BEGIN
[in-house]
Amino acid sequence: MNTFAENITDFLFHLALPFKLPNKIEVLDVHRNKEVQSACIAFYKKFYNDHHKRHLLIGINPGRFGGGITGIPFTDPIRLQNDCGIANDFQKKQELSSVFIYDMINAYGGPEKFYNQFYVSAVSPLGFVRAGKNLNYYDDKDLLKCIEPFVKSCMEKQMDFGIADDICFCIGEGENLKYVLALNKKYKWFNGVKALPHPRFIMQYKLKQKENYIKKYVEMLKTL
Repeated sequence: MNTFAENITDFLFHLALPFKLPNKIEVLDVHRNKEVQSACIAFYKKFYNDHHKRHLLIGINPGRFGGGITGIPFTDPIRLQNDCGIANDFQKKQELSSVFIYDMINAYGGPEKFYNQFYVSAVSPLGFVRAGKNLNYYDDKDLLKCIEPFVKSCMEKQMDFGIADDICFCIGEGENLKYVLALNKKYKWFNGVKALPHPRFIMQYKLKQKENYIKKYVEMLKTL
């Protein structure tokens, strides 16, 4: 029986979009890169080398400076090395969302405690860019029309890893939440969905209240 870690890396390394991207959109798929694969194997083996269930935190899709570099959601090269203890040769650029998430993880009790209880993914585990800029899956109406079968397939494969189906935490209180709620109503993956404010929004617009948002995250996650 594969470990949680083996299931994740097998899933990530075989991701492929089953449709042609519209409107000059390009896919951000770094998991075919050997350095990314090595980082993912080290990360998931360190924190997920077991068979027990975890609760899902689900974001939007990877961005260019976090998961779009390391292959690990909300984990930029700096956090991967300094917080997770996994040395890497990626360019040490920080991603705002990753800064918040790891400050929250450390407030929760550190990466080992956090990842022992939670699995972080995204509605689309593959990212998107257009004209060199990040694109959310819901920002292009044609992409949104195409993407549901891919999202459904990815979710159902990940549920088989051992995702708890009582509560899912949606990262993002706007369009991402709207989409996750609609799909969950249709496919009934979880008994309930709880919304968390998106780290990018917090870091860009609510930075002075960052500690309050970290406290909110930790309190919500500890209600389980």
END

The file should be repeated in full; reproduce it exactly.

[in-house]
Amino acid sequence: MNTFAENITDFLFHLALPFKLPNKIEVLDVHRNKEVQSACIAFYKKFYNDHHKRHLLIGINPGRFGGGITGIPFTDPIRLQNDCGIANDFQKKQELSSVFIYDMINAYGGPEKFYNQFYVSAVSPLGFVRAGKNLNYYDDKDLLKCIEPFVKSCMEKQMDFGIADDICFCIGEGENLKYVLALNKKYKWFNGVKALPHPRFIMQYKLKQKENYIKKYVEMLKTL
Repeated sequence: MNTFAENITDFLFHLALPFKLPNKIEVLDVHRNKEVQSACIAFYKKFYNDHHKRHLLIGINPGRFGGGITGIPFTDPIRLQNDCGIANDFQKKQELSSVFIYDMINAYGGPEKFYNQFYVSAVSPLGFVRAGKNLNYYDDKDLLKCIEPFVKSCMEKQMDFGIADDICFCIGEGENLKYVLALNKKYKWFNGVKALPHPRFIMQYKLKQKENYIKKYVEMLKTL
């Protein structure tokens, strides 16, 4: 029986979009890169080398400076090395969302405690860019029309890893939440969905209240 870690890396390394991207959109798929694969194997083996269930935190899709570099959601090269203890040769650029998430993880009790209880993914585990800029899956109406079968397939494969189906935490209180709620109503993956404010929004617009948002995250996650 594969470990949680083996299931994740097998899933990530075989991701492929089953449709042609519209409107000059390009896919951000770094998991075919050997350095990314090595980082993912080290990360998931360190924190997920077991068979027990975890609760899902689900974001939007990877961005260019976090998961779009390391292959690990909300984990930029700096956090991967300094917080997770996994040395890497990626360019040490920080991603705002990753800064918040790891400050929250450390407030929760550190990466080992956090990842022992939670699995972080995204509605689309593959990212998107257009004209060199990040694109959310819901920002292009044609992409949104195409993407549901891919999202459904990815979710159902990940549920088989051992995702708890009582509560899912949606990262993002706007369009991402709207989409996750609609799909969950249709496919009934979880008994309930709880919304968390998106780290990018917090870091860009609510930075002075960052500690309050970290406290909110930790309190919500500890209600389980």